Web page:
A sensory approach to interior design combines materials, colours, fragrances and sounds to imagine each interior and create immersive, multi-sensory experiences in every space. The real beauty of sensory design is that it is both inclusive and socially sustainable and, by addressing multiple senses together, supports the diversity of the human condition.
When Franky Rousell launched the Jolie interior commercial interior design studio in 2017, she was adamant that everything she incorporated into Jolie’s design schemes should be grounded in science. To achieve this, she met with a series of neuroscientists who specialise in the different senses in order to bolster her knowledge around colour psychology, gastrophysics and gastronomy, aromatherapy and psychoacoustics.
“I was keen to understand what it is that makes you as a human being, as a user of the space, decide whether you like it or not, whether you think it’s successful, and how what’s going on around you helps form that decision,” says Rousell. “I quickly came to the conclusion that it was multi-sensory – and usually subliminal – and realised that this was where the true magic of interior design really took place.”
“Talking about emotions may seem frivolous,” she continues. “Yet understanding your audience and how you want them to feel and behave as they enter, transition through and leave a space soon leads to concrete choices that influence behaviours where simple function and form don’t. By discussing this in business terms and showing the client how this plays out, developers and business owners see first-hand the genuine scientific and financial benefits of sensory design.”
A sense of sight: applying colour
Colour is intrinsically linked to the psyche, and plays a huge role in helping to define a person’s mood. Different hues and shades can make people feel creative, reduce anxiety, calm or motivate them. When used correctly and striking an optimal balance, colour has an incredible potential to influence how an end-user feels and behaves in a space.
For example, when designing the Sports Hall at Manchester’s Deansgate Square development, Jolie drew upon the Jolie’s research of the psychological benefits of colour for sporting activities, choosing colours and lighting that immerse people in a space that feels energising, competitive, but also fun and fresh.
Deep red was applied as a powerful and competitive colour, invoking energy and strength, and combined with a bright pink contrast to encourage playful behaviour and provide a sense of comfort. These two dominant colours were balanced with natural hues so as to reduce the fear reaction typically associated with red, including the bold black ceiling and the soft beige used in the acoustic panelling. In the gym, Jolie combined warm oranges and yellows with light pinks; all colours that psychologically spark confidence, energy, productivity and happiness, paired with sustainable wood finishes and dark greys to ground and balance.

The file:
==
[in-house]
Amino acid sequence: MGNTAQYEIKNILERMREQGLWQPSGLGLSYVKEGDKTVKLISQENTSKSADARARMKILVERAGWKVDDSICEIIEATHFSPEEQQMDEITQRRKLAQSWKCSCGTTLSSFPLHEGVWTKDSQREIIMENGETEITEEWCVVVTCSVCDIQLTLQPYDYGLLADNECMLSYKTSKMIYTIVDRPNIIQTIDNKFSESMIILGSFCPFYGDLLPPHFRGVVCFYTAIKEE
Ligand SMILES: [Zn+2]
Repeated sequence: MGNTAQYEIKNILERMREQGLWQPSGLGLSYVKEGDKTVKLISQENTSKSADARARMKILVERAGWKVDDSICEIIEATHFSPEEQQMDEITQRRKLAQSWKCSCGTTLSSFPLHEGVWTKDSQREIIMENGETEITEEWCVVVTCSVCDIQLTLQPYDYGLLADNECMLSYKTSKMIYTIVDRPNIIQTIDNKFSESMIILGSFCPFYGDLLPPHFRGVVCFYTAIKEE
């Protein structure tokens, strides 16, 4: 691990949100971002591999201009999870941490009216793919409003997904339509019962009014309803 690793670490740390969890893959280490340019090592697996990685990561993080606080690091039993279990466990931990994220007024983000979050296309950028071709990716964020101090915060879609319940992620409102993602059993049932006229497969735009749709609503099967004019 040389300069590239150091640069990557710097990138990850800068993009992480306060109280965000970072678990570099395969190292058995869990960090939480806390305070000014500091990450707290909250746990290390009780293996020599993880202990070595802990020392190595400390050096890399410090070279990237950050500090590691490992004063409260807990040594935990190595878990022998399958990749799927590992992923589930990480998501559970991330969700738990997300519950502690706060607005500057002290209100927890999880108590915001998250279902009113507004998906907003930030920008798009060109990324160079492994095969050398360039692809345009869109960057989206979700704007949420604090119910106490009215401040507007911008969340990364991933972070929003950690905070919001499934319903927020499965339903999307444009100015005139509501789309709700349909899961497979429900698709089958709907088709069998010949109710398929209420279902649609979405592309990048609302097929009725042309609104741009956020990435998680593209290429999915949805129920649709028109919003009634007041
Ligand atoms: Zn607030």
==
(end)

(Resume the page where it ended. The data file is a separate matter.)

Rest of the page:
A splash of fragrance
Smell is a sense often overlooked in interior design, but as the strongest human sense it forms a crucial element of Jolie’s experiential approach to spacemaking. By activating the olfactory system through scent, a sense of nostalgia, excitement or comfort can be sparked, helping to shape the atmosphere to reflect the intended mood for the space.
At Deansgate Square, the Jolie team applied their research into the cultural origins of natural scent to tap into these vital olfactory senses and provide both spiritual and healing benefits. Peppermint was used in the sports hall to boost energy and alleviate nervous tension and stress, while in the swimming pool area cedar wood oil was used to reduce anxiety, paired with bergamot to uplift, and black tea to add a cultured subtle finish. Crushed lime and mint was then used in the gym to create a fresh, healthy and productive atmosphere.
The sense of touch
The sense of touch can evoke powerful emotional connections, and as our largest organ, the skin acts as the interface between us and our surroundings. In the neuroscience of touch, humans experience different sensations – and emotions – depending upon which part of the body is making contact.
“When we touch materials with our fingertips, our reaction is usually purely informational; we use our fingertips to understand what is in front of us, usually in conjunction with the sense of sight,” Rousell explains. “When you begin to experience touch via other parts of the body, especially where you have hair follicles, it becomes a more emotive sense of touch.”
“Part of our priority as sensory-led interior designers is to strike the ideal balance between a material’s aesthetics, emotional drivers and sustainability credentials,” adds Rousell, “as it’s not enough for a texture to simply look and feel good.”